b.14 September 1934 d.29 January 1984
MB ChB Leeds(1957) MRCP(1962) FRCP(1979)
Peter James (Jim) Knapton died at the early age of 49. He was born near Bradford where he went to school in his early years, moving on to Clifton College, Bristol. He entered Leeds Medical School in 1952 and qualified in 1957, gaining a distinction and the Mayo-Robson prize in surgery, and the Hardwicke prize in clinical medicine. His main interest, however, was in medicine rather than surgery and after completing house appointments in Leeds he moved to the London Chest Hospital in 1959, where he met his wife Betty who was nursing there. They married in 1960.
After further appointments at Hillingdon and Birmingham, he worked as rotating registrar at Bristol, subsequently going to Canada as an internist at the Brantford Clinic, Ontario. This was a year of great interest and experience for Jim and Betty but, although they loved Canada, England drew them back in 1968. On his return Jim obtained a post as research fellow at the Royal Marsden Hospital in Sutton where he worked for three years in conjunction with the late Gordon Hamilton Fairley [Munk's Roll, Vol.VI, p.215]. It was during this time that Jim developed his increasing enthusiasm for oncology and haematology, subjects which were to become his special interest during his consultant career. In 1972 he was appointed consultant physician to the Croydon Group of hospitals. It was at the Croydon General Hospital that most of his time was spent and for which, and the people who made it what it was, he had a great affection. Jim loved his clinical work and was a most conscientious and caring physician, taking endless trouble with the problems of his patients and of the staff who worked with him. As well as general medicine he was able to enjoy his interest in oncology and his opinion was often sought, and highly regarded, by his colleagues both in hospital and general practice. Apart from his clinical load, he was an active committee member; chairman of the Croydon BMA in 1980 and for many years secretary of the medical division. His interests were wide and he and Betty had many friends within the church community. He became an authority on church architecture, but his interest in the church extended far beyond that of architecture alone.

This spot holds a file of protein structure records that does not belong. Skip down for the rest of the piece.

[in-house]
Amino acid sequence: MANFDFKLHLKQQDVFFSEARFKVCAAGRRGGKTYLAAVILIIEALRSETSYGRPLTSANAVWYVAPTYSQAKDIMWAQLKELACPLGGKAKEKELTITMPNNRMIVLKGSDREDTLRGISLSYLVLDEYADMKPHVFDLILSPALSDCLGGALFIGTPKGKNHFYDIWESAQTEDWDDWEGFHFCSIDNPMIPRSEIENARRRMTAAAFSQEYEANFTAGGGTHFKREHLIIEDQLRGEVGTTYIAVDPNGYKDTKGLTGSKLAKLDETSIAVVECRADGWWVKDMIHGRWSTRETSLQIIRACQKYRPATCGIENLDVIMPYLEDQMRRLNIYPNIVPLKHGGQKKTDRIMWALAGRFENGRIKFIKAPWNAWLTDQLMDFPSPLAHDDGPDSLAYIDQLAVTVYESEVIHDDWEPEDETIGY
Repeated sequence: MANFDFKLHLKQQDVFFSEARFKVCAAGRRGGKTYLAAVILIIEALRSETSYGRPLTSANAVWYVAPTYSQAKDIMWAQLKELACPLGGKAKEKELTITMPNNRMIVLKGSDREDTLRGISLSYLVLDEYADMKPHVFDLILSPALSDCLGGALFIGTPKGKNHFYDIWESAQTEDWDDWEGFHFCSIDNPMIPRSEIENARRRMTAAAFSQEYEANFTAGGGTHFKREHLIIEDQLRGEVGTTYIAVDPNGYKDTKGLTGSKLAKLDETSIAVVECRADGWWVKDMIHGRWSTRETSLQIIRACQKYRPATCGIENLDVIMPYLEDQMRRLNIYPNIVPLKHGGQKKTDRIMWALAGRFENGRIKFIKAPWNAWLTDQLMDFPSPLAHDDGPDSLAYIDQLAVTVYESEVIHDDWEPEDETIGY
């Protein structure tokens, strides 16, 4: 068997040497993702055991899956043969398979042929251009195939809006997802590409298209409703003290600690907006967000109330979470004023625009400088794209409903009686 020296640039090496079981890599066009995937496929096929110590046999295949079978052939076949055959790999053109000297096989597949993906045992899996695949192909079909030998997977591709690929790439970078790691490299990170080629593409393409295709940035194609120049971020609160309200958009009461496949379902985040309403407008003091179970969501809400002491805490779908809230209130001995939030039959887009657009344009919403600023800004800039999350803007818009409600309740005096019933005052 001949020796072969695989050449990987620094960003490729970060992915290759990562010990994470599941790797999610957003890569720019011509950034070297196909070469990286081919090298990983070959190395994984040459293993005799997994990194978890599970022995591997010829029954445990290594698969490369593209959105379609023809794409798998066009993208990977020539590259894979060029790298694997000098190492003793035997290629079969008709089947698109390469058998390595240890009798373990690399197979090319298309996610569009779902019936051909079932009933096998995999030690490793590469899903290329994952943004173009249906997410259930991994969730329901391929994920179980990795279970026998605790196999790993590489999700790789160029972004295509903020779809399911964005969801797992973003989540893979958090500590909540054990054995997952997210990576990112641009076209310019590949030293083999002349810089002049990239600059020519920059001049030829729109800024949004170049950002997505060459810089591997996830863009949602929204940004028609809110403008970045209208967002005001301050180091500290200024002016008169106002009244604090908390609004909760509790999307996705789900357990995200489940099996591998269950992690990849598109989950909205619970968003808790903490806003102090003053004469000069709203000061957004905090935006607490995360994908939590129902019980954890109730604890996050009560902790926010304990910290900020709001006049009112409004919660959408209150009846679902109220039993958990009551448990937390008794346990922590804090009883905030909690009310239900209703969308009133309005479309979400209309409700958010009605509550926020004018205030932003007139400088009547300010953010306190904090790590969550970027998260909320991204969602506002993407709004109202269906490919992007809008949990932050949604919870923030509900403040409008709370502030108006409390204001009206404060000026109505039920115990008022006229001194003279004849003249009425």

Eighteen months before his death Jim realized that he was suffering from motor neurone disease, which became rapidly progessive, and in coming to terms with his illness he showed a remarkable courage, such that most of us would find hard to equal.
He was survived by his wife Betty and their two children, and it was thanks to their love and his own deep faith that he was able to say - in words that were true in every sense - ‘I have had a good life.’
(Volume VIII, page 263)
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